There is no shortage of Jacqueline Wilson profiles, but this is a good feature:
“We lived in a very small flat, I’m an only child so it was just my parents and me. I remember I locked myself in the loo, and was having some long involved imaginary game.
“I heard giggling outside, I opened the door and there were both my parents, listening, absolutely spluttering with laughter because I’d been muttering in different voices. I felt so humiliated and embarrassed. That was very clever because it taught me to play it in my head.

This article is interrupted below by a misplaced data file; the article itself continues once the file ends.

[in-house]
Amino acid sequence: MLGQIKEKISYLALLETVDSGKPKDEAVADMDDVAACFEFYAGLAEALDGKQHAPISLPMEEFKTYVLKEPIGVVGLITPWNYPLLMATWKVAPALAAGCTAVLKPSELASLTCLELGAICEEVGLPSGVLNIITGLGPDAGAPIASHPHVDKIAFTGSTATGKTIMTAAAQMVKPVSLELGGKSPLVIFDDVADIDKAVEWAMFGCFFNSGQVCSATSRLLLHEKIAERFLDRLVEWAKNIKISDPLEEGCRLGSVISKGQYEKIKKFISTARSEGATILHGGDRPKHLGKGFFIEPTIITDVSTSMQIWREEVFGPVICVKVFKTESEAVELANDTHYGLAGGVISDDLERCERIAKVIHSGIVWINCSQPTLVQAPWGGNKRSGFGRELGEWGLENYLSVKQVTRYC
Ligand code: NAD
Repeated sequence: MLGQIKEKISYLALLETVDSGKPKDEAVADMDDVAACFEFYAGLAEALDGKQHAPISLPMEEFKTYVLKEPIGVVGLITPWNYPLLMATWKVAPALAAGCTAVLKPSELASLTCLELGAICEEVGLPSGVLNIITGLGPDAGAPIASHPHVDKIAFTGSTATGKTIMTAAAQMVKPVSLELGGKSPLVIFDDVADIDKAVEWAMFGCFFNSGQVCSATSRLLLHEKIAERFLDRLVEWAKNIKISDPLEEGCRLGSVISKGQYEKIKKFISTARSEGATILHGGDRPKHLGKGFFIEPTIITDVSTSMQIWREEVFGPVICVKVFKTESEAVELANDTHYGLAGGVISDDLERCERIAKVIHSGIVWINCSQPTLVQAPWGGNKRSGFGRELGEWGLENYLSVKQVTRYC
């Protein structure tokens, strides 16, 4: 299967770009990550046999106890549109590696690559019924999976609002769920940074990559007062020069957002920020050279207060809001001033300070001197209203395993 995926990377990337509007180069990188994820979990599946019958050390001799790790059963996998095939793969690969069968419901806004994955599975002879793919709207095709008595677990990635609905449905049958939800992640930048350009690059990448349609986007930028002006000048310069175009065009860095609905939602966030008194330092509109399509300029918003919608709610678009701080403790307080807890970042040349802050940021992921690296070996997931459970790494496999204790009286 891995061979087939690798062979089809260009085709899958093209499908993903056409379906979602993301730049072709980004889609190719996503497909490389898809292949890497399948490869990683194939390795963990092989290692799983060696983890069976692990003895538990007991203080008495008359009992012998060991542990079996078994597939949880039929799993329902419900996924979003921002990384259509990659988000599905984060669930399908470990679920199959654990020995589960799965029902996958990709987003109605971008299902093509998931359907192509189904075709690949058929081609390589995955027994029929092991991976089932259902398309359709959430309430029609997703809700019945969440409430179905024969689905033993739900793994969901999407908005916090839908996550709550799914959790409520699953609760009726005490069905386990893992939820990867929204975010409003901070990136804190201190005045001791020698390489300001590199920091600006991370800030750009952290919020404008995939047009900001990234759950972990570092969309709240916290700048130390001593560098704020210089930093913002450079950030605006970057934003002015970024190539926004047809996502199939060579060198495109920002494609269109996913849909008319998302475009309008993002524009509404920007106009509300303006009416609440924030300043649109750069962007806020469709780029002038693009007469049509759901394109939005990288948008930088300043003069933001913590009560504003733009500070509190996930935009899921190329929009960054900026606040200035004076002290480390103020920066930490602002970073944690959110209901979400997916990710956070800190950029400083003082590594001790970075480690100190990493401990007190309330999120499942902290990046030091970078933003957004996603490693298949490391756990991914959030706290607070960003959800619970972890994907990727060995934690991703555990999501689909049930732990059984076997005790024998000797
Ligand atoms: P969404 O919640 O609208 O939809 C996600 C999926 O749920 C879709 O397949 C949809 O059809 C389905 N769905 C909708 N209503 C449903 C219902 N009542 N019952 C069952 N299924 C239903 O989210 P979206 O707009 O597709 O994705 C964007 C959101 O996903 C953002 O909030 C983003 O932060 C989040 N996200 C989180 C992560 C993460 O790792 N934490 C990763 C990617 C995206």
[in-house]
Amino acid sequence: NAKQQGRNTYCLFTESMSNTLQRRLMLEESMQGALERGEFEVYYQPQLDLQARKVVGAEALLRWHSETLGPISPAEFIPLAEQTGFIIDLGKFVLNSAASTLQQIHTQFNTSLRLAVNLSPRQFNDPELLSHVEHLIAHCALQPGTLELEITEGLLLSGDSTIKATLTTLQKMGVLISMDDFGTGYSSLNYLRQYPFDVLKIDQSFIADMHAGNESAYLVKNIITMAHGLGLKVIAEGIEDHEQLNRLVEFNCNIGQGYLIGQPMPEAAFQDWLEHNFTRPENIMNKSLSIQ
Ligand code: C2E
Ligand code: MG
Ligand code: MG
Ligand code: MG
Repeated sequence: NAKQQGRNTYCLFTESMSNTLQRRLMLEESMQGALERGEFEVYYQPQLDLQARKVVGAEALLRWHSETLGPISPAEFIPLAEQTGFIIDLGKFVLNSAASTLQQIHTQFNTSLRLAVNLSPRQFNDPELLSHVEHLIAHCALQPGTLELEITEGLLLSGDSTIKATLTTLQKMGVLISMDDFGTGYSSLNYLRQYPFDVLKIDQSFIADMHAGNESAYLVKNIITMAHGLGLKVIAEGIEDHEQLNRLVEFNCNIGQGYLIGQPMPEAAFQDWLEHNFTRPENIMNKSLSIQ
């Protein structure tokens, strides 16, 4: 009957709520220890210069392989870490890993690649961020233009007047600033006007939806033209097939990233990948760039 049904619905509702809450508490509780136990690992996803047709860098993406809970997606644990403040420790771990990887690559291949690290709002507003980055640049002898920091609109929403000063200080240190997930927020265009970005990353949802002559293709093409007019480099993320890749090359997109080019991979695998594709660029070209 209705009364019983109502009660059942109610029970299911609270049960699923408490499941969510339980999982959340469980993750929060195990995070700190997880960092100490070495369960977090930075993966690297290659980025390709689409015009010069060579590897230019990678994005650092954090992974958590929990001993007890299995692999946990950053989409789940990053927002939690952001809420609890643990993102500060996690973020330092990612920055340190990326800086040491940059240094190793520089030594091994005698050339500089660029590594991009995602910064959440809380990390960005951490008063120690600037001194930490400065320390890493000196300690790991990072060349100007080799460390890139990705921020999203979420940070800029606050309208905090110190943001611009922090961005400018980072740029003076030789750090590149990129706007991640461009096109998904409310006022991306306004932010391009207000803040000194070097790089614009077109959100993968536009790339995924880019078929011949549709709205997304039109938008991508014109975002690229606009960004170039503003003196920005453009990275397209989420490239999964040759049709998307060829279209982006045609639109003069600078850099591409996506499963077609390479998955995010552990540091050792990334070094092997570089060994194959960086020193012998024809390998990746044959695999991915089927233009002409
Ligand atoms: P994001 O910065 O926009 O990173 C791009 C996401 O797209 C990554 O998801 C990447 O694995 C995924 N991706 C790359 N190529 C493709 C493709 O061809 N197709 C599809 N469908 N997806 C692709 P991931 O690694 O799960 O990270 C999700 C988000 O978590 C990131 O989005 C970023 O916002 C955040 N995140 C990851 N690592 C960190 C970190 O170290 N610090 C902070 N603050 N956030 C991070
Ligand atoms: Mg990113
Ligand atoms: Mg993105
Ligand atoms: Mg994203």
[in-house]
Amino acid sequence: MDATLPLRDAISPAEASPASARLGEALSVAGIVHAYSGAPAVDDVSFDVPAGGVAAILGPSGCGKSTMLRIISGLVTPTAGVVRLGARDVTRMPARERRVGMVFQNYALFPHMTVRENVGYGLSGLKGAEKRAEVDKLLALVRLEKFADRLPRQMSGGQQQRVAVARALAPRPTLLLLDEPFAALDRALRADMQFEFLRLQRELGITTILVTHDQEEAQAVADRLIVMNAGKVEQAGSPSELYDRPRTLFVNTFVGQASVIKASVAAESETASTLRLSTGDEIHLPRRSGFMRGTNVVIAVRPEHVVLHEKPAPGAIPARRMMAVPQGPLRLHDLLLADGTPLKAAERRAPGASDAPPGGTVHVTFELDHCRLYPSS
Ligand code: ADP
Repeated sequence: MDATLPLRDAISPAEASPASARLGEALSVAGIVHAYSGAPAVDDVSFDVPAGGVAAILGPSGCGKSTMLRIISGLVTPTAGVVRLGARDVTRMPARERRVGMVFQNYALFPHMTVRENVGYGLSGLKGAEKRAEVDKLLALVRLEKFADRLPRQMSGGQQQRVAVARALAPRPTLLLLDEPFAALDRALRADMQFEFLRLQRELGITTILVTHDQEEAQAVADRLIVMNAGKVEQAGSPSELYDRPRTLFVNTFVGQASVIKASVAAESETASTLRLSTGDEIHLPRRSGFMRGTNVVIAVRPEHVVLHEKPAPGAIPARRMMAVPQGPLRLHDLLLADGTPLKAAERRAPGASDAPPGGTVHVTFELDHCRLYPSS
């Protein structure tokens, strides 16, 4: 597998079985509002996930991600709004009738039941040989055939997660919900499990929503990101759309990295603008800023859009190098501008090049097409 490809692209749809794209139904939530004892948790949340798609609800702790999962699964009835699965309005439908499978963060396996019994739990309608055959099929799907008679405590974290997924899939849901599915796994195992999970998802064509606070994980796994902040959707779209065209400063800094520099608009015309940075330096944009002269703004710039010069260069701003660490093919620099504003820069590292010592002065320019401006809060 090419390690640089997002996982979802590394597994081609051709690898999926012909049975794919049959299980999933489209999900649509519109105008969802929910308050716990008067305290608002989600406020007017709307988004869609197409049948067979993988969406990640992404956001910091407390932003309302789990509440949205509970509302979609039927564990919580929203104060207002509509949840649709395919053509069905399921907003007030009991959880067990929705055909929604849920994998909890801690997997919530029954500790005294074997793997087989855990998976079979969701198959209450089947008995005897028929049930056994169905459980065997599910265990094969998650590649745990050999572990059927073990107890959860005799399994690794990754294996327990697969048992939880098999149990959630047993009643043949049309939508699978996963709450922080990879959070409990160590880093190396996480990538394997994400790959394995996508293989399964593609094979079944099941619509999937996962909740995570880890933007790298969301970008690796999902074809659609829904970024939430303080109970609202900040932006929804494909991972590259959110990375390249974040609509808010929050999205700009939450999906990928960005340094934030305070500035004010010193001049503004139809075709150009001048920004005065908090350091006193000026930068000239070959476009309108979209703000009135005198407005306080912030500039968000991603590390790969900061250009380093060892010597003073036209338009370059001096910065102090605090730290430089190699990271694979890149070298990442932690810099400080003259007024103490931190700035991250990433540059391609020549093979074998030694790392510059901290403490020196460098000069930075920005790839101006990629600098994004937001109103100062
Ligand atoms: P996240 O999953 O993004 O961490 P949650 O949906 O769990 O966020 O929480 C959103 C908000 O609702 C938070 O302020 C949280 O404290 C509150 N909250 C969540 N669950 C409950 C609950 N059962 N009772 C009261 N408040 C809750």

“Afterwards I’d be sitting there, looking gormless but actually playing the game inside my head. And in a way, that is what a writer does. Certainly by the time I was six, I knew very much that I wanted to be a writer,” says the 71-year-old who was raised in Bath, Somerset.
She has been creating stories ever since, becoming one of the most-read in children’s literature. Her books, often dealing in subjects like adoption, illness or family strife, are passed on by generations because they feel real.